The use of computational propaganda, particularly by authoritarian regimes, should be of great concern to supporters of press freedom. The lead researchers of the Political Bots project Phil Howard and Samuel Woolley assert that, “Computational propaganda is now one of the most powerful tools against democracy.” Political bots allow these regimes to organize complex disinformation campaigns and drown out critical voices online. As the authors of the Ukraine case study note, when bots are used to harass and troll specific users, their targets are often journalists. This is most likely done in an attempt to silence their reporting and to make them think twice before they write a future article that challenges those in power. The use of bots in this way threatens the ability of citizens to access high quality, reliable news content. In the long run, the toxic mix of computational propaganda and coordinated disinformation campaigns will undermine overall trust in the media, which could fundamentally damage the vibrant media ecosystems on which democracy relies.
Social media platforms have competing interests in terms of responding to the rise of political bots. On the one hand, they likely stand to benefit financially from the increased activity and engagement that political bots generate. For this reason critics argue that platforms are partially to blame for the spread of misinformation by bots, and thus are morally obligated to do more than just shutting down fraudulent accounts once they are identified. On the other hand, in the long run social media platforms need to be inviting spaces for users if they are to succeed. When a platform becomes overrun with content populated by political bots it is unlikely that users will enjoy spending time there, which will deprive social media platforms of advertising revenue. According to authors of the Russia case study, currently 45% of highly active Twitter accounts are bots. No doubt, executive and engineers at social media platforms are concerned about this problem even if they haven’t determined what the best response is.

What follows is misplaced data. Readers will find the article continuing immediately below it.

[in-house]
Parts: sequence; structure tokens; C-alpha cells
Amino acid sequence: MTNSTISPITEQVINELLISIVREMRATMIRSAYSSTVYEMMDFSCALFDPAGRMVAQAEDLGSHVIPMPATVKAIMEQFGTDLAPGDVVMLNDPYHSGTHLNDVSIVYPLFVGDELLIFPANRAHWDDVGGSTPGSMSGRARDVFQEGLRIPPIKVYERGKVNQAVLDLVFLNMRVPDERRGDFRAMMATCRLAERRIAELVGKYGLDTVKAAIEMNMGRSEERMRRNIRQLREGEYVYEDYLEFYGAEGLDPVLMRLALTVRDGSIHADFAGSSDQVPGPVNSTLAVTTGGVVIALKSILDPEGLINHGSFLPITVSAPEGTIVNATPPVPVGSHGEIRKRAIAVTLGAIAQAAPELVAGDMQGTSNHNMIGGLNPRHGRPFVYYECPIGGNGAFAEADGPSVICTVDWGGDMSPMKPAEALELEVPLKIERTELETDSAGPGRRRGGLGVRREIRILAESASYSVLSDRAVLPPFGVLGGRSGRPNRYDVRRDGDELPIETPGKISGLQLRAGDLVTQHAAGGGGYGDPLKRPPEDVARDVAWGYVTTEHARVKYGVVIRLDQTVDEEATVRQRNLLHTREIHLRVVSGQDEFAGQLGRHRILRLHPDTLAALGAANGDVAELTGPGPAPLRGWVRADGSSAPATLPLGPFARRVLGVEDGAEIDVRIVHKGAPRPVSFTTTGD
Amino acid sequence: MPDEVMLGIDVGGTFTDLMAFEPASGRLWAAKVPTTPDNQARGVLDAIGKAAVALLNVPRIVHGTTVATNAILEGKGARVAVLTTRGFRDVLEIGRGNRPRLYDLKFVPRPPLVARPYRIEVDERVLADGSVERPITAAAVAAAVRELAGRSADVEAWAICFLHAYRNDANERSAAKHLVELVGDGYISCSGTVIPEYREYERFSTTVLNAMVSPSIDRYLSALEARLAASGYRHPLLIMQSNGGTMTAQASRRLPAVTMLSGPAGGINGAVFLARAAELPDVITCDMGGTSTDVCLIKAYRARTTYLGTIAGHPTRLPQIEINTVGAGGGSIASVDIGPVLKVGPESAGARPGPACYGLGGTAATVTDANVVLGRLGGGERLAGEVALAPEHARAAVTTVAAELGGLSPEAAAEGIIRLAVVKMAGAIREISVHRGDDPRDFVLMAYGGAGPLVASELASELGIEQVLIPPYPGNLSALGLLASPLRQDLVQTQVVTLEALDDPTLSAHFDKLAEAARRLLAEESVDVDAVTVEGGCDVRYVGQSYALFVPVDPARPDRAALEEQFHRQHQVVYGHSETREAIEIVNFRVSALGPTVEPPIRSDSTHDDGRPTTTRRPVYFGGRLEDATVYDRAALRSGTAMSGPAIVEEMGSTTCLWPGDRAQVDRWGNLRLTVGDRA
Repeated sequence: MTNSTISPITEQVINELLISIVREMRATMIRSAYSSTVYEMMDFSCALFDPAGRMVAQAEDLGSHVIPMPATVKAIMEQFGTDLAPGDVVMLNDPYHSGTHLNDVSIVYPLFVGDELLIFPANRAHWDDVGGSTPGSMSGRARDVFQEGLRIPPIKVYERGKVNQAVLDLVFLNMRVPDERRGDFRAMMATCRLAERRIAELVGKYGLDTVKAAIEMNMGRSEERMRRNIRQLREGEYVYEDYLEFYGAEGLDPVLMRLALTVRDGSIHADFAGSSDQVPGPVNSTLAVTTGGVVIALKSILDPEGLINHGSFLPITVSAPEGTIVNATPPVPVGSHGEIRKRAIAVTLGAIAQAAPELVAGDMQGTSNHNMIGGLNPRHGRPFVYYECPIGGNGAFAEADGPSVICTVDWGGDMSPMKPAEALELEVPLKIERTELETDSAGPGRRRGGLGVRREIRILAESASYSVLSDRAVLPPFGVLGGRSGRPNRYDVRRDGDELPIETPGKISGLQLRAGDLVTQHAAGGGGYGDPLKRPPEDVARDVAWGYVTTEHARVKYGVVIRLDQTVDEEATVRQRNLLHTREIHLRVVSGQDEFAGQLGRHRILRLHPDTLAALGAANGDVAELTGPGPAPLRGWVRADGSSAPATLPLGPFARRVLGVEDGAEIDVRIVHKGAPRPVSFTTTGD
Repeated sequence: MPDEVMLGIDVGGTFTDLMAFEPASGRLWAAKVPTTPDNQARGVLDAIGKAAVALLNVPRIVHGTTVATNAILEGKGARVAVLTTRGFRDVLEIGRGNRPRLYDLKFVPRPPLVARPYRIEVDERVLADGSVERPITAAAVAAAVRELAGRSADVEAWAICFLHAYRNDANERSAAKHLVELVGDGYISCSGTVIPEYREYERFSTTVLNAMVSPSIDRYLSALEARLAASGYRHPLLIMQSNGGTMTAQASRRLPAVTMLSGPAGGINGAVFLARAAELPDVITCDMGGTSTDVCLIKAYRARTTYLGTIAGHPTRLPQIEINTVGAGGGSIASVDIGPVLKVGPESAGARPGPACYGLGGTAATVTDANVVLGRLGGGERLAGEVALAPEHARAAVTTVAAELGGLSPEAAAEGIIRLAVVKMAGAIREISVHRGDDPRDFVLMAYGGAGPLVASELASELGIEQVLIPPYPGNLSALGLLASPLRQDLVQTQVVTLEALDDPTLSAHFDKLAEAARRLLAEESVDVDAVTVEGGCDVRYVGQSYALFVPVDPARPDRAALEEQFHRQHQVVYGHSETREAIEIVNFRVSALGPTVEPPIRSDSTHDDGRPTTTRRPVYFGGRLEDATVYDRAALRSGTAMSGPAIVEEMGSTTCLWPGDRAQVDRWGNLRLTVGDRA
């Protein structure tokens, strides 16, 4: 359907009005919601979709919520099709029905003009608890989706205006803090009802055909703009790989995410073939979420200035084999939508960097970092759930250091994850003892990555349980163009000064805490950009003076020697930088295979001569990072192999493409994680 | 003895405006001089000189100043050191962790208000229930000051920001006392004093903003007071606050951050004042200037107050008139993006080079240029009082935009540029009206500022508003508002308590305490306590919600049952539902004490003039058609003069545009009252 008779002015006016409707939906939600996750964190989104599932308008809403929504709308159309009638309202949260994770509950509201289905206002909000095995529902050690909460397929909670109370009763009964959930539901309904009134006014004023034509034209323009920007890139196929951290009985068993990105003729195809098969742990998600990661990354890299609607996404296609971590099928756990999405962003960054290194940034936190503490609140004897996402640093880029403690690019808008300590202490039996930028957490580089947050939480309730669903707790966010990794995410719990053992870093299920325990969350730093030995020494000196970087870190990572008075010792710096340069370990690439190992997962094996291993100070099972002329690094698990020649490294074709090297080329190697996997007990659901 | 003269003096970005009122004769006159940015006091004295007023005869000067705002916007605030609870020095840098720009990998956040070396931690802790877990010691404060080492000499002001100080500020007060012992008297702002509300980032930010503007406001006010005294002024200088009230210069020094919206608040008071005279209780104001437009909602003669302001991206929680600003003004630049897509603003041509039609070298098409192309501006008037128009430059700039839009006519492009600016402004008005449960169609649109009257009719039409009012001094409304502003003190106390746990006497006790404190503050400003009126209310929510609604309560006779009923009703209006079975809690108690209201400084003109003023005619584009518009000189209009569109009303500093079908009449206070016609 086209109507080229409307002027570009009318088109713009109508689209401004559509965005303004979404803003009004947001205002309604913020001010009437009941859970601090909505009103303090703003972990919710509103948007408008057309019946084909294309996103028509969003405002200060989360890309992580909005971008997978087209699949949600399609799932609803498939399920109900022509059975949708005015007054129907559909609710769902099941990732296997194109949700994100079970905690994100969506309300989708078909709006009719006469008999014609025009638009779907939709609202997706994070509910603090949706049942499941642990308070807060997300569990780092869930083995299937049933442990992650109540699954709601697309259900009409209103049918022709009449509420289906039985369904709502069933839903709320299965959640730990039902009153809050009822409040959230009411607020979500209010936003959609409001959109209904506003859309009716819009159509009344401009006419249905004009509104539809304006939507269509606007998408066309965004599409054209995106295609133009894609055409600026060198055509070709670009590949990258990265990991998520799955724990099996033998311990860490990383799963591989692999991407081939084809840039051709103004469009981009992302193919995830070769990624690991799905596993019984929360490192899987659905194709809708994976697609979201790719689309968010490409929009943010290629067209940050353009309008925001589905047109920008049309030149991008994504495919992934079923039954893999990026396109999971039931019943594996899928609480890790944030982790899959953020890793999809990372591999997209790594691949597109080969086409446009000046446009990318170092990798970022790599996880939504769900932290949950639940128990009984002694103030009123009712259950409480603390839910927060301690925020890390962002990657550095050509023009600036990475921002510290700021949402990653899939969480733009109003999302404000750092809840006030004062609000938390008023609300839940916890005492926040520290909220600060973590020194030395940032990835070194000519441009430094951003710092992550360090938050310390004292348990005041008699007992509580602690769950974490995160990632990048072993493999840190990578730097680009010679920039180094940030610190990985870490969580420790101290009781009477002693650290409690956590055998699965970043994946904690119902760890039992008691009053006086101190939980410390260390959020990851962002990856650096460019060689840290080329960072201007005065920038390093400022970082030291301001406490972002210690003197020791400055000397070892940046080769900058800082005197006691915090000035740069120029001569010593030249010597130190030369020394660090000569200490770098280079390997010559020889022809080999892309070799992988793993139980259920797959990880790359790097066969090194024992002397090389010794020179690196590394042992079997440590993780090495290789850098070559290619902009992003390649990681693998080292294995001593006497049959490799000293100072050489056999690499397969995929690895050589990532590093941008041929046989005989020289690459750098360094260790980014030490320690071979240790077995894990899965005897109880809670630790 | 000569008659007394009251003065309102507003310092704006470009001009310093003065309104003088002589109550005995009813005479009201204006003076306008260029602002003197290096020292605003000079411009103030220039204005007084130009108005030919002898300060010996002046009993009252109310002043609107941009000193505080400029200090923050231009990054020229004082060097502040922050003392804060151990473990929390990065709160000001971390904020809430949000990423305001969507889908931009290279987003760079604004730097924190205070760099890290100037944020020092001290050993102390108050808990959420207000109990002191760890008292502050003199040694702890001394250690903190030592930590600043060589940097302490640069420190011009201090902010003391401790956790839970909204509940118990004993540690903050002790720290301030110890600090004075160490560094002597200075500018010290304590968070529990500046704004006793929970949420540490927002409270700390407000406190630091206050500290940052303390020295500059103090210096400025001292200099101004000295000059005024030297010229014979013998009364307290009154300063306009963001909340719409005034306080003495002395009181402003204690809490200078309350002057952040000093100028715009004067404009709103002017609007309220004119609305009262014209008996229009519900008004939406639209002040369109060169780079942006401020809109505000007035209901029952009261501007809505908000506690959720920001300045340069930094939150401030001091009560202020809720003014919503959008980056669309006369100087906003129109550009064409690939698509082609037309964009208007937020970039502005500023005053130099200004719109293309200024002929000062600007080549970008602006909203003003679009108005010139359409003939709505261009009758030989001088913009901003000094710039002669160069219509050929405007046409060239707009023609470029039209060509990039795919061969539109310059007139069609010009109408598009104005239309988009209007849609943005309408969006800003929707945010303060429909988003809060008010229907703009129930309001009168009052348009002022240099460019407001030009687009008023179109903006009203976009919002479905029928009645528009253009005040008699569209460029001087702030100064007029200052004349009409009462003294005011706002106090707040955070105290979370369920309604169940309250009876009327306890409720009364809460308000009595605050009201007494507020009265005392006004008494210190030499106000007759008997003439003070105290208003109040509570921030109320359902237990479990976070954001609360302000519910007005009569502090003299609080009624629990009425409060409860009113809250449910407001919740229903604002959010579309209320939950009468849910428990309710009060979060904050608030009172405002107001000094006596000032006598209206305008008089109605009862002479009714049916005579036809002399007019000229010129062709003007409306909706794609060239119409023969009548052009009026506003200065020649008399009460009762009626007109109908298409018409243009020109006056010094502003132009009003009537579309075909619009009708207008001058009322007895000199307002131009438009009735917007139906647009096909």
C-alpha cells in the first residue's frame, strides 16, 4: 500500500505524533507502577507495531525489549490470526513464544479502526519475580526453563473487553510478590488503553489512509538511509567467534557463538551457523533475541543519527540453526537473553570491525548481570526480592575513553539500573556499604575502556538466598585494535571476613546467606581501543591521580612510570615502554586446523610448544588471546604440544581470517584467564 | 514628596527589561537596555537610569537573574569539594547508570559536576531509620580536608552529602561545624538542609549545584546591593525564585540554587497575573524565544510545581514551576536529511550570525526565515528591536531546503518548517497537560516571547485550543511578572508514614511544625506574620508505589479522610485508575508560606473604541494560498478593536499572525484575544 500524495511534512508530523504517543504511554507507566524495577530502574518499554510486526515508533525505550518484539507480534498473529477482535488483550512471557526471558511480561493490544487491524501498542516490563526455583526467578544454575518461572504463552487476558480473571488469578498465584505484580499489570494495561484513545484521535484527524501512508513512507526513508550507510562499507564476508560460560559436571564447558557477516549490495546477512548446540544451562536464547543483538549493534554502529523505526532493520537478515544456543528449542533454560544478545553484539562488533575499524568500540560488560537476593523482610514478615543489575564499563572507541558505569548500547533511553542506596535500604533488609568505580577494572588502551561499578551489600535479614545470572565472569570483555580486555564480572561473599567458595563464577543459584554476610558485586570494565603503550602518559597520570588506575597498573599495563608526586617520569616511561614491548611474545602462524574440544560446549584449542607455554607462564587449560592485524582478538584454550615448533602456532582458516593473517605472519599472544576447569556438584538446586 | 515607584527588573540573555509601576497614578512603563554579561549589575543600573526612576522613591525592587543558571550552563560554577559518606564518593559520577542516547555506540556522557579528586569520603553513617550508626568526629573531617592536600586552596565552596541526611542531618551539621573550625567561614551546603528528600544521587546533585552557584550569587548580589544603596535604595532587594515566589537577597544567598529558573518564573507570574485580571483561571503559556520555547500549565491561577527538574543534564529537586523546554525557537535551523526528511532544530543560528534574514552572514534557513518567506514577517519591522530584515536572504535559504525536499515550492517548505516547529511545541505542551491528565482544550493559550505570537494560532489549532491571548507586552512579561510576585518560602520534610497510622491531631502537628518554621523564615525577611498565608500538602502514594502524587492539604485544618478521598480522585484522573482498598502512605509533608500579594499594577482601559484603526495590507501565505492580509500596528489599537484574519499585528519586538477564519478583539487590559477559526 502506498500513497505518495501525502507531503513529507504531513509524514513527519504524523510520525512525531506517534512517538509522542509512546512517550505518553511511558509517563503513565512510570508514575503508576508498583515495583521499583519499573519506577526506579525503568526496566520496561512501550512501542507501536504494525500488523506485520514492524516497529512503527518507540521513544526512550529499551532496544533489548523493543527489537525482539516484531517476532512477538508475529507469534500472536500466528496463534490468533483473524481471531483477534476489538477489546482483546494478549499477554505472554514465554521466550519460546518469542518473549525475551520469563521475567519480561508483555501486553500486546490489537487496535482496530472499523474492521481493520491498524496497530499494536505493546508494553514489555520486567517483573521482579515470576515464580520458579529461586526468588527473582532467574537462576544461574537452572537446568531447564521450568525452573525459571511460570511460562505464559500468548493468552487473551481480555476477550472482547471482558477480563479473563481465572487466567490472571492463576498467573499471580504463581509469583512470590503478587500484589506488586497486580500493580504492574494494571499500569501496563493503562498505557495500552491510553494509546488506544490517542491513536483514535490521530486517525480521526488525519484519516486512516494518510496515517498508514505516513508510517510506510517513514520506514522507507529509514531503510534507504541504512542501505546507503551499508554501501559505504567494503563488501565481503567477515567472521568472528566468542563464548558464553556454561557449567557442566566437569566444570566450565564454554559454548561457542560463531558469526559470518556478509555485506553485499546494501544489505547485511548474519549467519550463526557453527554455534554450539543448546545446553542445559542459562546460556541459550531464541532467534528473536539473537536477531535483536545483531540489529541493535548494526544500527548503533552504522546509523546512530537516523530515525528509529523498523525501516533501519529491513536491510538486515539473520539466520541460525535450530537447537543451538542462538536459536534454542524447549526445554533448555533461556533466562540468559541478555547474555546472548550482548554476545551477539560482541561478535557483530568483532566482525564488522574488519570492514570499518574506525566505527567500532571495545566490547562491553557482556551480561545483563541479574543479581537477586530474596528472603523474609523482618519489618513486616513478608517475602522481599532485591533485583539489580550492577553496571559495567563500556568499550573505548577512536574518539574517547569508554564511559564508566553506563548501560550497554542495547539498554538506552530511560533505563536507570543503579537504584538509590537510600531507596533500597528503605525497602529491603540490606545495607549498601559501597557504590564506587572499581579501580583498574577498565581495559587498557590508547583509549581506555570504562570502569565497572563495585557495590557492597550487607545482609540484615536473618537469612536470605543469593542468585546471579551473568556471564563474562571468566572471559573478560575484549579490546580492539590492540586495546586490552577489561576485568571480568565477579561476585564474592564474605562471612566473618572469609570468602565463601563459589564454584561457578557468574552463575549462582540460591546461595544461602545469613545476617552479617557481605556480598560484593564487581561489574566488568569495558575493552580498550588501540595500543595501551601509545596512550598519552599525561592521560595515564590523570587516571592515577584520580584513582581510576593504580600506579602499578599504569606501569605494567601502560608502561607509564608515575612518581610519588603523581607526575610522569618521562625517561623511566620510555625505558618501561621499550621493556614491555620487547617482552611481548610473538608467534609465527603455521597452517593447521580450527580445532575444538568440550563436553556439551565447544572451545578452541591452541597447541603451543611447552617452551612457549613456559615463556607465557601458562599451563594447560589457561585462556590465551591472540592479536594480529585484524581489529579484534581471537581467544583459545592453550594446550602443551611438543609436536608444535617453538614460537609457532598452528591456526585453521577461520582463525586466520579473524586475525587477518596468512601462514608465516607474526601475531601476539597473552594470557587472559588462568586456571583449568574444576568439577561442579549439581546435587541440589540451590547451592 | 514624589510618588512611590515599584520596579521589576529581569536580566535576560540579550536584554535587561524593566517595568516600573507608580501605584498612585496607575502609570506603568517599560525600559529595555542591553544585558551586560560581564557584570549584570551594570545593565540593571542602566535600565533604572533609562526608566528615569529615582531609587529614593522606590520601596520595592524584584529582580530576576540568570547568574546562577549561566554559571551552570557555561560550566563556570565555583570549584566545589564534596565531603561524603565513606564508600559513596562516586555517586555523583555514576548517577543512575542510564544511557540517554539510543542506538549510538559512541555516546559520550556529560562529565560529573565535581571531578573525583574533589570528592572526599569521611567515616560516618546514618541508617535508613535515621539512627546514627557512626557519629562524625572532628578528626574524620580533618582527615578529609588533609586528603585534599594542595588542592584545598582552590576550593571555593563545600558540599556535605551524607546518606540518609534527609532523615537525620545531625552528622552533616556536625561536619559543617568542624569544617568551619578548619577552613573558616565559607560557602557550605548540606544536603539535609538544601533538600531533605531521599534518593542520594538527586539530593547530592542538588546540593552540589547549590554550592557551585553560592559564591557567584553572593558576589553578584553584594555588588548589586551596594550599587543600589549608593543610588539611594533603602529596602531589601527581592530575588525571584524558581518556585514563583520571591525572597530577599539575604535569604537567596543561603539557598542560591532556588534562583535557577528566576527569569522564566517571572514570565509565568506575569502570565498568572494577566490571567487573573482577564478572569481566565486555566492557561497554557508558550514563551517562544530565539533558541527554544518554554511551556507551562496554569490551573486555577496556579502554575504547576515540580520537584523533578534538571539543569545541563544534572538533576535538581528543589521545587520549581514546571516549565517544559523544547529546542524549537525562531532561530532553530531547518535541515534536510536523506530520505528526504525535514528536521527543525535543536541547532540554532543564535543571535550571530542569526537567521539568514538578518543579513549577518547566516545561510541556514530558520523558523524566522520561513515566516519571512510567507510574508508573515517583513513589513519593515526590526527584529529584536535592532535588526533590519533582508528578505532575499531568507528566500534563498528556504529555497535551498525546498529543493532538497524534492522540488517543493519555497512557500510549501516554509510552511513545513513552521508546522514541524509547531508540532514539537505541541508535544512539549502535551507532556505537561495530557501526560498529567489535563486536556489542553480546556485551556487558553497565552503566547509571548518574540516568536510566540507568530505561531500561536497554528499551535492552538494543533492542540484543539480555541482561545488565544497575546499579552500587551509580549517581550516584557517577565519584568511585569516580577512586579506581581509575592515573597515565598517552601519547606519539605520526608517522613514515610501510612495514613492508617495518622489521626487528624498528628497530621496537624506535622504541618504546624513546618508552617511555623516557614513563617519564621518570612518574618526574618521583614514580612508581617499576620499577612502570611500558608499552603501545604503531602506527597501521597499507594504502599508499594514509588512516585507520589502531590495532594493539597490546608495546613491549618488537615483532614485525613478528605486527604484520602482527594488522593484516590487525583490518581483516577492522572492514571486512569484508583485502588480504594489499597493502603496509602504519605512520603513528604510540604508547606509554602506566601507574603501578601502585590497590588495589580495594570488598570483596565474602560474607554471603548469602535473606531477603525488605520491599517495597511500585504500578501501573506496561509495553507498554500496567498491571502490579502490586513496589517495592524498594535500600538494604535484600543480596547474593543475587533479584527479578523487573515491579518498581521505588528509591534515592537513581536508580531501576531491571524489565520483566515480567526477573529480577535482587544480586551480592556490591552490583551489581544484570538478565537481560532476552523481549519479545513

Research on computational propaganda is still in the early stages, and the speed with which social media platforms change means that how bots are being used right now may look quite different in a couple of years time. Indeed, the dominant platforms of today may, in the future, be overtaken by networks that haven’t even been imagined yet. That being said, the role social media plays in circulating news is probably here to stay. And given that framing the debate online has such powerful impacts offline, it is unlikely that political actors will stop trying to do so via computational propaganda. For those concerned about the type of news people have access to, research on political bots adds another layer to the complex and unfolding story of how digital platforms are restructuring our news ecosystems globally.
Daniel O’Maley is the Associate Editor at the Center for International Media Assistance.